To take some time to recuperate Nat and I are about to enjoy a small break from the rat race and plan to spend it lazing by a pool and walking on beaches at sunset. It has been so long since we have had any kind of real holiday it may take us a day or two to remember how to relax.

Before we head away I like to make sure we have a few loaves stocked in the freezer to make the transition from holiday bliss back to reality a little easier—something wholesome to return home to. The whole-wheat 'desem' (100% whole-wheat sourdough) I baked this week was inspired from a few different sources and incorporates some new processes for me. 

Janet Cook and I often discuss our desem starter maintenance and one of the techniques that Janet uses with her whole-grain baking is retarding the dough during bulk fermentation. Now I have always been a bit of a 'retarding shaped loaves' kind of guy as I am normally a bit of a control freak during a dough's bulk ferment period, so it was going to be a big step for me to change this habit.

The push to try this new method came with some email correspondence I had with Dave Miller of Miller's Bakehouse regarding the schedule he uses with his whole-grain baking. Dave bakes with freshly milled flour and uses it when 'it's wriggling with life' so I was curious how he incorporated this into his schedule. The answer is by utilising a long cold bulk ferment. This way Dave can split the bake over two days. The first day is spent milling and mixing and the second is shaping and baking. A highly hydrated dough that is kept cool also makes shaping easier and the final proofing is less likely to run away from him on warmer days.

So I formulated my timelines and set about tempering some biodynamic wheat grains from Four Leaf Milling. Just a word of warning to those who want to temper their wheat in a plastic tub by shaking around the added water. HOLD THE LID ON TIGHT! … dear oh dear, I am still finding wheat grains in corners of our kitchen from a little tempering accident that may have occurred.

I milled the flour in one pass with a slightly coarser setting than I normally use, all the while stirring the new flour to cool it as quickly as possible. I then set about mixing. Since I was going to use a long cold bulk ferment I couldn't see any benefit using a extended autolyse so I kept that within an hour before I added the desem starter and mixed the dough thoroughly. I allowed the dough an hour on the bench before giving it a stretch-and-fold and placing it in the fridge overnight for 12 hours.

One part of this I have neglected to mention so far is the starter builds. I am using the same time and temperatures for the starter builds as in my previous miche bake. Namely two very short warm builds—the starter was doubling in three hours.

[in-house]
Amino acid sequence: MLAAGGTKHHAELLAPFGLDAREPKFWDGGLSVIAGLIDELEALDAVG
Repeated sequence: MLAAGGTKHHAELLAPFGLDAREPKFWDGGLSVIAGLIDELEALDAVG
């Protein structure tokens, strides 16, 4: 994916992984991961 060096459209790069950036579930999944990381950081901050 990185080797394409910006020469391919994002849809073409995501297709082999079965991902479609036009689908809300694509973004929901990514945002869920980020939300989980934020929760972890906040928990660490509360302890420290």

Two day whole-wheat desem (4 x 1000g)

Formula

Overview

Weight

%

Total dough weight

4000g

 

Total flour

2222g

100%

Total water

1778g

80%

Total salt

40g

1.8%

Prefermented flour

222g

10%

 

 

 

Final desem starter build – 3 hrs 25-26°C

 

 

Starter

85g

50%

Freshly milled organic wheat flour

170g

100%

Water

107g

63%

 

 

 

Final dough - 25°C

 

 

Desem starter

362g

18%

Freshly milled organic wheat flour

2000g

100%

Water

1638g

81%

Salt

40g

2%

 

Method

  1. Mix final desem starter and leave to ferment for 3 hours at 26°C
  2. Mill flour and allow to cool to room temperature before mixing with water (hold back 100 grams of water) and autolyse for a one hour.
  3. Add starter to autolyse then knead (French fold) 5 mins. Return the dough to a bowl and add salt and remaining 100 grams of water and squeeze through bread to incorporate (dough will separate then come back together smoothly) then knead a further 10 mins.
  4. Bulk ferment for one hour at room temperature. Stretch-and-fold after one hour and place in a fridge at 4°C for 12 hours.
  5. Remove from fridge and allow an hour at room temperature.
  6. Divide. Preshape. Bench rest 30 mins. Shape.
  7. Final proof was for 1.5 hours at 24°C
  8. Bake in a preheated oven at 250°C for 10 mins with steam then reduce temperature to 200°C and bake for a further 30 mins. 

 

 

I won't lie to you, I was a little apprehensive about what state I would find the dough in the following morning. But during the night the dough had developed nicely and had not skinned or over-proofed. The dough then spent some time on the kitchen bench while we enjoyed our breakfast. Shaping the cool dough was effortless and it wasn't to long before it was ready for baking.

The first thing I was surprised about was the sweetness to this bread. I had imagined that after an extended fermentation albeit at cool temperatures, that the bread would have had more unwanted tang than was present. This was a revelation to me. The second thing I noticed was the warm caramel flavours in the crust. The bread was packed with deep full flavours. The coarse flour inhibited the crumb a little but it was not gummy or heavy. Perfect for morning toast or a bed for scrambled eggs.